Digital Audio Insider -- the economics of music and other digital content

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Digital Audio Insider is David Harrell's blog about the economics of music and other digital content. I write from the perspective of a musican who has self-released four albums with the indie rock band the Layaways.

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May 18, 2007

The Amazon Announcement
by David Harrell

Some thoughts on Wednesday's news:

Although the press release didn't mention pricing, it seems inevitable that's music download service will challenge Apple's iTunes store on price. Given that Amazon seems to be selling more and more CDs for $9.99 (12 out of the current top 25 are selling for $9.99 or less), I'd be amazed if Amazon didn't offer full-album downloads for $8.99 or less.

According to Hypebot's sources, that might be the upper end of the price range, with full albums starting at just $4.99 and individual tracks selling for 89 or 99 cents.

Whatever the prices, though, I'm certain that for self-released musicians, selling album downloads via Amazon will pay better than selling physical CDs. Last year, I broke down the math for what we net for selling a CD for $9.99 through the Amazon Advantage program. Because of a "just in time" inventory policy that results in re-orders of a single disc, postage costs are maximized, leading to a per-disc net that's not much better than that which results from a full album download from eMusic. (Which "costs" an eMusic subscriber less than a third of that $9.99 price!) CD Baby's catalog, which supposedly accounts for about a third of the iTunes catalog, was delivered to Amazon in 2006 and will no doubt make up a large percentage of the initial Amazon inventory.

I'm curious about what -- if any -- role there will be for free music from Amazon. Until last year, featured a robust free download area, with the option to download free mp3 tracks from both self-released albums and releases from the larger indie labels (Matador, etc.). But much of that functionality was removed last year -- you can still search for and download free tracks, but album pages no longer provide direct links to the free downloads and it doesn't look like any new ones have been added since early 2006. Perhaps Amazon thought it would be odd to offer free tracks on the same page where downloads are sold.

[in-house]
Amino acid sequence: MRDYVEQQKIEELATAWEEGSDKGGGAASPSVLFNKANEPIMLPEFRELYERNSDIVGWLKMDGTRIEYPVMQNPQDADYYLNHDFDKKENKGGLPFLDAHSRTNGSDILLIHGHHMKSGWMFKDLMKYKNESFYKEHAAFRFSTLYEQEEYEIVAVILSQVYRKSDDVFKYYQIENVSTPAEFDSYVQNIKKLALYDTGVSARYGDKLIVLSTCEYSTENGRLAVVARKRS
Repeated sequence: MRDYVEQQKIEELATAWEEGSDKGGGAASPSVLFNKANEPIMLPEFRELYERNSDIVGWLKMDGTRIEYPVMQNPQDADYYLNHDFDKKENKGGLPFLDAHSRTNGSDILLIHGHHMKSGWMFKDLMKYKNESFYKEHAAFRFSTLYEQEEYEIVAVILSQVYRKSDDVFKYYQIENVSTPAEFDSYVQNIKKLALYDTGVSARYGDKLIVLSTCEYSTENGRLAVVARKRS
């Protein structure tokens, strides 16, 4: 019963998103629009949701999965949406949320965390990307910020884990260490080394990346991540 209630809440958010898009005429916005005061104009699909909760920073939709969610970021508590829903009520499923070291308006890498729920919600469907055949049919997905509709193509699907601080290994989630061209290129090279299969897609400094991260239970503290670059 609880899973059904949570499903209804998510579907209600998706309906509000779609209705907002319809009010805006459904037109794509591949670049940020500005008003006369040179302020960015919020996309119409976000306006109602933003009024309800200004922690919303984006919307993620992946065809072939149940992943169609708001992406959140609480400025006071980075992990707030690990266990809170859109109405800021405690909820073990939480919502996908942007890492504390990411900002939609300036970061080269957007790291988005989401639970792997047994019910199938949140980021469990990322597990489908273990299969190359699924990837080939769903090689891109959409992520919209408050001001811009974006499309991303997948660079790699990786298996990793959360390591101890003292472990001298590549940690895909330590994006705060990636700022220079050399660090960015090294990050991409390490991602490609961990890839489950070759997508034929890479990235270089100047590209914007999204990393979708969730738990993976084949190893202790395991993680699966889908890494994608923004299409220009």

Most analysts and industry commentators seem to think Amazon has the best shot at competing for the market share that Apple so thoroughly dominates. Though Ethan's Smith's take on the announcement in Thursday's Wall Street Journal was somewhat muted:
Amazon, one the biggest and best-known retailers in the world, already has deep knowledge of its customers' music tastes that comes from years selling compact discs to them. It's the latest in a growing line of retailers attempting to challenge iTunes. But Amazon's track record and its approach to digital music may not give it much advantage, at least early on.
I'm firmly in the camp of those who think Amazon has some huge advantages in this market. Pricing will matter, as will Amazon's potential ability to bundle downloads with either physical CDs or even with all of the iPods and other music players it sells.

Yet more than anything, I think it comes down to comfort level. Assuming that Amazon can eventually get the other three major labels on board with mp3 downloads, here's the reason it has a good chance to succeed in (or maybe even dominate) the download market:

The biggest potential for growth in the download market is among consumers who don't currently purchase music downloads. And is in a better position to sell to those customers than iTunes, the Zune Marketplace, eMusic, etc.

Why? Because a large number of those potential new download customers are ALREADY customers. I don't have the numbers in front of me, but as the world's largest online retailer, it's safe to assume that Amazon's current base of music purchasers exceeds iTunes' customer base.

And if you haven't purchased music downloads before, it'll be easier to do so from an online retailer that you already shop from, that already has your credit card information, and that you already know and trust.

That's not to say customers don't trust Apple, etc., but the barrier to purchase is higher -- for iTunes or Zune you need to install rather large pieces of software to your computer. For eMusic (which Amazon is unlikely to compete with on a per-track price), you need to set up a subscription. While I'm assuming there will be some sort of download management system necessary for the purchase of downloads, it will probably seem less onerous to current Amazon customers than the installation of software from other online music retailers or entering into a subscription agreement.

Finally, for all of the talk of the elegance and simplicity of the closed-platform iTunes/iPod system, I don't think consumers have the same loyalty to the iTunes store as they have to their iPods. They may LOVE their iPods, but they're not necessarily in love with purchasing music from iTunes.


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